Tuesday, March 27, 2018

I don't know what to think.

This morning I was listening to an NPR news story this morning about social media and how it can be used to influence its users on the way to work.  The most interesting part of the interview, to me, was when Tim Wu began exploring the problem with Facebook's business model.  It claims to be a social platform, guaranteeing safeguards on everyone's personal information, but at the same time it is a for-profit enterprise that makes its money by allowing advertisers to use the very specific information it can collect on its users to target its advertising.
Image result for target
I just searched google images for "target,"
and this is what I got.  It's remarkably on point.
Advertising is basically someone telling you what to think.  It was about fifth grade when we first started learning about the various techniques people can use to do that.  Let's see if I can remember...seems like one of them was repetition.

Image result for head on apply directly to the forehead
Repetition.  Check.
Another one is claims.  This is the one where they tell you all about the amazingness that can happen if you begin using the product.  "If you use our widget spinners, it'll knock 5 strokes off your golf game and make you a whiz at the Pachisi table."  They also use this one a little more subtly by having pretty folks in all the ads.  So what they are saying is that in addition to the 5 strokes off your golf game and being a Pachisi whiz, it will also make you thinner and more attractive.

Image result for parchisi
Meh.  I'm in it for the Pachisi.
Then there's association.  Michael Jordan eats this, so you should too.  (1000 points for the first person to correctly identify the product in the comments, either on FB or on the blog).  Don't you want to be like Mike?  We all want to be like Mike...  Except for that time he played baseball.  Not so much just then.

Oh.  Don't forget the bandwagon.  That's the one where they tell you everyone else is doing it, so you should too.  Kindof a low-down trick if you ask me, playing on our fear of being ostrasized and alone.  But it's advertising, so that's really what it's all about.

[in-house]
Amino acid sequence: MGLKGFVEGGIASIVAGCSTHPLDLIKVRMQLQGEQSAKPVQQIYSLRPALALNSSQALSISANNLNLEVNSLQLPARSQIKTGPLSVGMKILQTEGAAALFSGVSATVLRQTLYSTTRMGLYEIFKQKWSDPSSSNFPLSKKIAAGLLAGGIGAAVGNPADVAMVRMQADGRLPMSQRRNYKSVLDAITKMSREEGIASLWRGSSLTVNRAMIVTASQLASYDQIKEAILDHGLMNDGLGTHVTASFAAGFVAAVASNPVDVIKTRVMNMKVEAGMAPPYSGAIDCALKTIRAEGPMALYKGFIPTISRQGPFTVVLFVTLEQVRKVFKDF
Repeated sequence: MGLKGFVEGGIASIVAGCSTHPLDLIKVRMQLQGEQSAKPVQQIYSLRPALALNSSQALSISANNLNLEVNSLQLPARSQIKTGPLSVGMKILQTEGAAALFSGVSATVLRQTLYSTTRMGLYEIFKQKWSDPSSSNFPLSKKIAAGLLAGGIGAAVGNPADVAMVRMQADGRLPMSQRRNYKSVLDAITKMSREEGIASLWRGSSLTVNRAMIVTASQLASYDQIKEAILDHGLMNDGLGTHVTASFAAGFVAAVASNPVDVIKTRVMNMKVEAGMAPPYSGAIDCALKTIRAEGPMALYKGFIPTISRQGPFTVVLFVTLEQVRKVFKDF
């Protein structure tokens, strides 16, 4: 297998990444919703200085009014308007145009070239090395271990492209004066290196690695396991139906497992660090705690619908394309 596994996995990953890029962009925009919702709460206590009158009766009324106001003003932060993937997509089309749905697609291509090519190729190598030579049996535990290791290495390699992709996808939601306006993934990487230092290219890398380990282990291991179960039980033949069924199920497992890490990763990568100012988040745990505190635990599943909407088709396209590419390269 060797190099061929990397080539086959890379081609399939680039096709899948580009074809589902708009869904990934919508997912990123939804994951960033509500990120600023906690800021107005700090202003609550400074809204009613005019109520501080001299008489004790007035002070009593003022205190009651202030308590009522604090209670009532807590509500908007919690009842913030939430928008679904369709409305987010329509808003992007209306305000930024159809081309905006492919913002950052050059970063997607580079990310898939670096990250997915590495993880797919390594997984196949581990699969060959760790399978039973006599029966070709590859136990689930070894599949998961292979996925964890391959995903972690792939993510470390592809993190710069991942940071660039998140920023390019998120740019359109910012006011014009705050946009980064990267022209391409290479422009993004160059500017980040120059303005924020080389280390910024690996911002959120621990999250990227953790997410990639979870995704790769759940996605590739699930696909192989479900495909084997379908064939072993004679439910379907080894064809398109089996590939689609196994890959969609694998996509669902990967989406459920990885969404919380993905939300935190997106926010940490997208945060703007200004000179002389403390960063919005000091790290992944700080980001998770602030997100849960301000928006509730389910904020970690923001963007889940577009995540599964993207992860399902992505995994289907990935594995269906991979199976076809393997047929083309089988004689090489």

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Mama warned me about this...
There's one more.  What was it?  Oh right.  Sales.  They tell you it's on sale.  This letter opener usually costs $155.99, but just for you, if you act in the next 10 minutes, we will sell it to you for 95% off and double your order.  That's right.  Not one, but two letter openers for just $7.80 plus shipping and handling.  Sure, but if I don't buy it at all, then I get to hang on to my $7.80, right?
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Well yes, but it comes in a variety of colors...
[Editor's Note: John is clearly trying to make up for not having any pictures in his last post.  If you are annoyed by the quantity of pictures in this post, please leave a note in the comments detailing your thoughts on the matter.]

All this thinking about thinking got me thinking.  We are inundated with people telling us what to think.  Nearly every moment of every day.  Signs.  Popups.  Radio ads.  The clothes people are wearing.  And it's not just what to think.  We are even being told what to feel.  You should feel sad because of homelessness.  You should feel anxious because your nose is too big.  You should feel guilty because the last meal you fed your child was potential a GMO product.  You should feel angry because of guns.  You should feel angry because of an attack on the second amendment. 

Image result for GMO corn
On the up side, they could become Spiderman...